These details were sourced from an excellent paper by Patrick Ogle, ‘Technological and Aesthetic Influences on the Development of Deep-Focus Cinematography in the United States’. It gives a lot of information about film-making in Hollywood at the time of Kane. You can read it by clicking here: Movies and Methods: an anthology.

Odds Against Tomorrow 3

For a Hollywood genre film Odds Against Tomorrow, 1959, was experimental and arty. The story hinges on the racial conflict between white man Ryan and black man Harry Belafonte. The opening shot was filmed on infra red film which bleached the skin of the racist character, played by Robert Ryan above. A moment after this shot he racially mocks a little black girl.

The movie’s director Robert Wise said this: I did something in Odds Against Tomorrow I’d been wanting to do in some pictures but hadn’t had the chance. I wanted a certain kind of mood in some sequences, such as the opening when Robert Ryan is walking down West Side Street…I used infra-red film. You have to be very careful with that because it turns green things white, and you can’t get too close on people’s faces. It does distort them but gives that wonderful quality—black skies with white clouds—and it changes the feeling and look of the scenes. -Robert Wise, from wikipedia.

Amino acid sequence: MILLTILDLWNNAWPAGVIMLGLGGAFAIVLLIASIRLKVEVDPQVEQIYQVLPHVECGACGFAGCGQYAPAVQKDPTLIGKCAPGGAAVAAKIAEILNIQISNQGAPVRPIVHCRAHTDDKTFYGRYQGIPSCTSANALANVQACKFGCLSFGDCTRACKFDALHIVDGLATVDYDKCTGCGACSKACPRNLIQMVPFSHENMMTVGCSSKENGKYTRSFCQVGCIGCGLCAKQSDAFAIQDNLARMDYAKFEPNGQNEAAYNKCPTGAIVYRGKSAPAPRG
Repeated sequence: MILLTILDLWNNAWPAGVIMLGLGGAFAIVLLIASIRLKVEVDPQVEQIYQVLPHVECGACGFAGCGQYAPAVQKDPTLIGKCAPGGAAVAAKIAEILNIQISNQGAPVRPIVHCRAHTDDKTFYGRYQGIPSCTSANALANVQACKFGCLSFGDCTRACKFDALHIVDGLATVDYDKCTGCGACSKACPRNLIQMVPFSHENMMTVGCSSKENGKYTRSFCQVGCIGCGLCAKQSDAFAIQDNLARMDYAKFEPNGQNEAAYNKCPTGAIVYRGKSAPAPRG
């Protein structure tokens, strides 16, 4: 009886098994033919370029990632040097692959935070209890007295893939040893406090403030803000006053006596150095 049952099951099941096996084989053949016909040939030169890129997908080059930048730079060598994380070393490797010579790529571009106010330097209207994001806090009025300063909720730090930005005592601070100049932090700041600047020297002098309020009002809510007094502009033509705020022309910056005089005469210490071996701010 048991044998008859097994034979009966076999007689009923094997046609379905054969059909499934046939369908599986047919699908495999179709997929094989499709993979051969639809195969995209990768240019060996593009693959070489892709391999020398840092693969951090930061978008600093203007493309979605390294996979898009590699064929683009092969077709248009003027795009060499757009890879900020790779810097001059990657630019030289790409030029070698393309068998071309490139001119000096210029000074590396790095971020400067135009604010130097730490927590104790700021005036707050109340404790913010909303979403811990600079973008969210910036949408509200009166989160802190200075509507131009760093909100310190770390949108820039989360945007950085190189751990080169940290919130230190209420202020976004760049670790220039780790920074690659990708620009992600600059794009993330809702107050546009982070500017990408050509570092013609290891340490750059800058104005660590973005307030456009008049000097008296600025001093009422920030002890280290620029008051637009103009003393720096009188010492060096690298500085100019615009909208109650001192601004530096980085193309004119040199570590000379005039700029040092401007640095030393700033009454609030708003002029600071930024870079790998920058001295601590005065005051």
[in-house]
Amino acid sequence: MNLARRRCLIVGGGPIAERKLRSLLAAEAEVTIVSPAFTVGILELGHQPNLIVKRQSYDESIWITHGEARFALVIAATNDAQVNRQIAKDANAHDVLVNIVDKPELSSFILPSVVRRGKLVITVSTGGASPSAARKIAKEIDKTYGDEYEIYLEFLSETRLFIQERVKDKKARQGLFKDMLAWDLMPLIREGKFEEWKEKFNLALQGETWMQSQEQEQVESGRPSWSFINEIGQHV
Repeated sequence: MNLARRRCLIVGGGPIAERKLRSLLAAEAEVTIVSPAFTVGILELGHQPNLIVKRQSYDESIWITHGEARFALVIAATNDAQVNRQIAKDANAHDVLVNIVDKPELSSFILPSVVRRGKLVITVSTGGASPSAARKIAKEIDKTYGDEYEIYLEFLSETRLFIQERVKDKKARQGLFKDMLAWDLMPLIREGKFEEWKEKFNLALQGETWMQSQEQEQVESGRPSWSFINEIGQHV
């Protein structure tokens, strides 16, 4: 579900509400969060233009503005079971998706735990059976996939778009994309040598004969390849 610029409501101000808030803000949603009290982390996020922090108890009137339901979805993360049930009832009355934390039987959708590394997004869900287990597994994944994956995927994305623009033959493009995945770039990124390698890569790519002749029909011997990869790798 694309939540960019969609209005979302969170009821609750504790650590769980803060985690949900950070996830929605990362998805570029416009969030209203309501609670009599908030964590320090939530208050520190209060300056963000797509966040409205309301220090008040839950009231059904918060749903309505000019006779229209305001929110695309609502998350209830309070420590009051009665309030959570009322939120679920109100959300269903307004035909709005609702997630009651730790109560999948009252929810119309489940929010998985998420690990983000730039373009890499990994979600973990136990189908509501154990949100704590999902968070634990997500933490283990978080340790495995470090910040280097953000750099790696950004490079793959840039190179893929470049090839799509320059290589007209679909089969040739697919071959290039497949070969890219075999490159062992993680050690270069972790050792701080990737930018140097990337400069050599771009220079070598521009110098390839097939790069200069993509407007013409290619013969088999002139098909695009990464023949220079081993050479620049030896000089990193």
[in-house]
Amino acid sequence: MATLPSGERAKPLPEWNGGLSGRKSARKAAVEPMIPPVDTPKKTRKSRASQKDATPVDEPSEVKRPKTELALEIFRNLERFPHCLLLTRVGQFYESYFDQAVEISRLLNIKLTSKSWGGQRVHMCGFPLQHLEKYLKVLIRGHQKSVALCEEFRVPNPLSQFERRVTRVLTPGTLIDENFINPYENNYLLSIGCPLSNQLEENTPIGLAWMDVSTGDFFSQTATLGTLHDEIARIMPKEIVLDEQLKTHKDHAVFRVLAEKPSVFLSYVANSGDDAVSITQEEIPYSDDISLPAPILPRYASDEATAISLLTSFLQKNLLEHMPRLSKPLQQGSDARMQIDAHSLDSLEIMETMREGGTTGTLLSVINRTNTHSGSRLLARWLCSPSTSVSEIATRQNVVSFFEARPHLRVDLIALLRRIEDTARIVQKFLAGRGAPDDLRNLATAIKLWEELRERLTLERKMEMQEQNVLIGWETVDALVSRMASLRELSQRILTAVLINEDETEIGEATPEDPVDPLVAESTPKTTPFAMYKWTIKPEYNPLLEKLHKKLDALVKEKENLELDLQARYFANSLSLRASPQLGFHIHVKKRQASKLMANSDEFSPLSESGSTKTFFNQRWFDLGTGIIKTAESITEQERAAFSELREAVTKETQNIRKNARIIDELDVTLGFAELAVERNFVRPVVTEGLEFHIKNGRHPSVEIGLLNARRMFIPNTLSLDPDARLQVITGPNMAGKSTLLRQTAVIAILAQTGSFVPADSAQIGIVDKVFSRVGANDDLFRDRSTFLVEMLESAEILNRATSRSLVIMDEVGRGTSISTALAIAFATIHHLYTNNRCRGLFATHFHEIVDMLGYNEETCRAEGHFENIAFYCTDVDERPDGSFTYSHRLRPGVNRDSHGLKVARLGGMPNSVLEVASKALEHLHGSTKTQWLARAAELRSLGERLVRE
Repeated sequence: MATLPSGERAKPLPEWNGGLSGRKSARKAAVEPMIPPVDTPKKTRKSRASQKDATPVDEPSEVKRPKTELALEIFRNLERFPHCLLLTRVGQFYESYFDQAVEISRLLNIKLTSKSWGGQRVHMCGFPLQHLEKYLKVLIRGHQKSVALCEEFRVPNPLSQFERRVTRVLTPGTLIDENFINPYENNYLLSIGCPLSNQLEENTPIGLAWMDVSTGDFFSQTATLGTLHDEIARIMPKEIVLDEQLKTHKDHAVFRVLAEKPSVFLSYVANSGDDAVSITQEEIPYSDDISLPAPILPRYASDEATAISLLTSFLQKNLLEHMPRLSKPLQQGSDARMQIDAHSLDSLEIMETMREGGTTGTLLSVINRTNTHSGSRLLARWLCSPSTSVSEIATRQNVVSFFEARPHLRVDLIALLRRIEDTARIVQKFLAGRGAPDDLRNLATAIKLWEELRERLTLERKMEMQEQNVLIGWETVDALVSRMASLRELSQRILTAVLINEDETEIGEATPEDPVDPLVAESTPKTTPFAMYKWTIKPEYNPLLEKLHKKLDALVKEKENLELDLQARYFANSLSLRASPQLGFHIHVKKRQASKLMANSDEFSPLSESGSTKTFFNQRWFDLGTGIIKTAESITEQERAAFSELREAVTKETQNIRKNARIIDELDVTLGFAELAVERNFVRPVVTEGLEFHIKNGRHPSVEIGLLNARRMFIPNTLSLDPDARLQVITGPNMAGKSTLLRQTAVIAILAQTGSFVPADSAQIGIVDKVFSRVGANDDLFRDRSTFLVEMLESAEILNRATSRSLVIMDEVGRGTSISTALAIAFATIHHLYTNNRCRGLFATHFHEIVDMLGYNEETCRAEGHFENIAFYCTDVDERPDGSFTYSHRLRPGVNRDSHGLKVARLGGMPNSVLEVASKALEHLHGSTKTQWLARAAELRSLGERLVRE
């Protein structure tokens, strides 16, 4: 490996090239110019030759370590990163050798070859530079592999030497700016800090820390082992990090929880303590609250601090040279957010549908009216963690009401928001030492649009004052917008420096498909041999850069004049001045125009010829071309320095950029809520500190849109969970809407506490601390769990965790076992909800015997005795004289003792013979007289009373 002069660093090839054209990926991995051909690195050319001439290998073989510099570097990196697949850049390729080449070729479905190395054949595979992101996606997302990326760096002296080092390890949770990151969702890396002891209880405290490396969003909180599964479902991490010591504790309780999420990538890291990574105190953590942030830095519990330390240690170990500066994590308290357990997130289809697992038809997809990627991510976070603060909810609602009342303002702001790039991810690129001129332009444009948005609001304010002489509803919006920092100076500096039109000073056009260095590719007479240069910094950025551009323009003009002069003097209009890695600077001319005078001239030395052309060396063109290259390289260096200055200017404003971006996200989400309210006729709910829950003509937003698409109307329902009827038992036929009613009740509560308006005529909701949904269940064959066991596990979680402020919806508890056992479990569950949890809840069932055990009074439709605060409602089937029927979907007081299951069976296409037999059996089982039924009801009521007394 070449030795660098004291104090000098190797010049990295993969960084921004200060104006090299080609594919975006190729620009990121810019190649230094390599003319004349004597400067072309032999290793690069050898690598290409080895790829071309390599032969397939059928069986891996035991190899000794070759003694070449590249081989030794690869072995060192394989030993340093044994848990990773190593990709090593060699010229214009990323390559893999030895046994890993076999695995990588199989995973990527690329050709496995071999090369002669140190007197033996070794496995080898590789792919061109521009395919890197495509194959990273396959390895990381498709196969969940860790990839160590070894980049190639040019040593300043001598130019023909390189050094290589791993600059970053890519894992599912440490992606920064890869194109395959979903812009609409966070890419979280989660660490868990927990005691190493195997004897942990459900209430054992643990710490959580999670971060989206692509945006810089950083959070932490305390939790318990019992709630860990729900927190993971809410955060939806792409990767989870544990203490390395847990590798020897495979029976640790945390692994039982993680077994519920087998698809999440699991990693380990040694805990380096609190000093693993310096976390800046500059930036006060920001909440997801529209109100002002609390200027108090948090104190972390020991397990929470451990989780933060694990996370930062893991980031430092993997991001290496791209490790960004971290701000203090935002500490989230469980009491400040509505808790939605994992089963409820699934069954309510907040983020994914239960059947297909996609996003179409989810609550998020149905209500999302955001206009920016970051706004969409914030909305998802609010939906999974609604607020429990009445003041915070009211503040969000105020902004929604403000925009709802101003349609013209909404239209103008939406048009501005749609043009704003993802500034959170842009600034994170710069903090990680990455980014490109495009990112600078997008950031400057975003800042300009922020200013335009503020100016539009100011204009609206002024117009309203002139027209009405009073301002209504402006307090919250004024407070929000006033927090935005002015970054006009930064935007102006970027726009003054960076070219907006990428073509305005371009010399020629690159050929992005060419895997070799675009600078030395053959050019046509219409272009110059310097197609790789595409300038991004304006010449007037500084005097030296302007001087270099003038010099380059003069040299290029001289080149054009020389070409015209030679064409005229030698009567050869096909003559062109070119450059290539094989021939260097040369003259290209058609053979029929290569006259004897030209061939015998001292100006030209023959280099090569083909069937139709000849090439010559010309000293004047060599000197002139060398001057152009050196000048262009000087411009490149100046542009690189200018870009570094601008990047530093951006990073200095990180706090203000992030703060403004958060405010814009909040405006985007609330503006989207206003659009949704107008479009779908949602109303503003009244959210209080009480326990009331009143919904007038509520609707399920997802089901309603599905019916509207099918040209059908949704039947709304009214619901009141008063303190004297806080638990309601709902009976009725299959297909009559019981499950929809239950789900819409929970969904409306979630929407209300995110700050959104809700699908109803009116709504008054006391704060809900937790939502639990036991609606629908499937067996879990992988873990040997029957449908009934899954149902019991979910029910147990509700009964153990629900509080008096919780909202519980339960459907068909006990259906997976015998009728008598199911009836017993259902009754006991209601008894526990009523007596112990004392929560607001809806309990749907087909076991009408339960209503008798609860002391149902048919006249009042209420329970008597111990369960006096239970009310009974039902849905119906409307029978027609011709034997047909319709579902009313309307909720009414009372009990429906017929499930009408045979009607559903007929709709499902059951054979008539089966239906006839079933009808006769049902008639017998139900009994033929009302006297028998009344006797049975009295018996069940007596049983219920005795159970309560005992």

See my other posts on the photography in in this film: Odds Against Tomorrow 1, Odds Against Tomorrow 2, and Odds Against Tomorrow 4

Odds Against Tomorrow 2

The 1959 heist movie Odds Against Tomorrow was mostly shot on location in New York city and upstate New York. The locations were carefully chosen, each scene plays out in very distinctive place. It gives the film a sense of reality, as if the events could be happening right next to you. In these shots the skyscrapers are composed in relation to the actors. They become like characters in the film, echoing the toughness of the bank robbers. The bottom two images could almost be still photographs, like portraits in Life Magazine.

See my other posts on the photography in this movie: Odds Against Tomorrow 1Odds Against Tomorrow 3 and Odds Against Tomorrow 4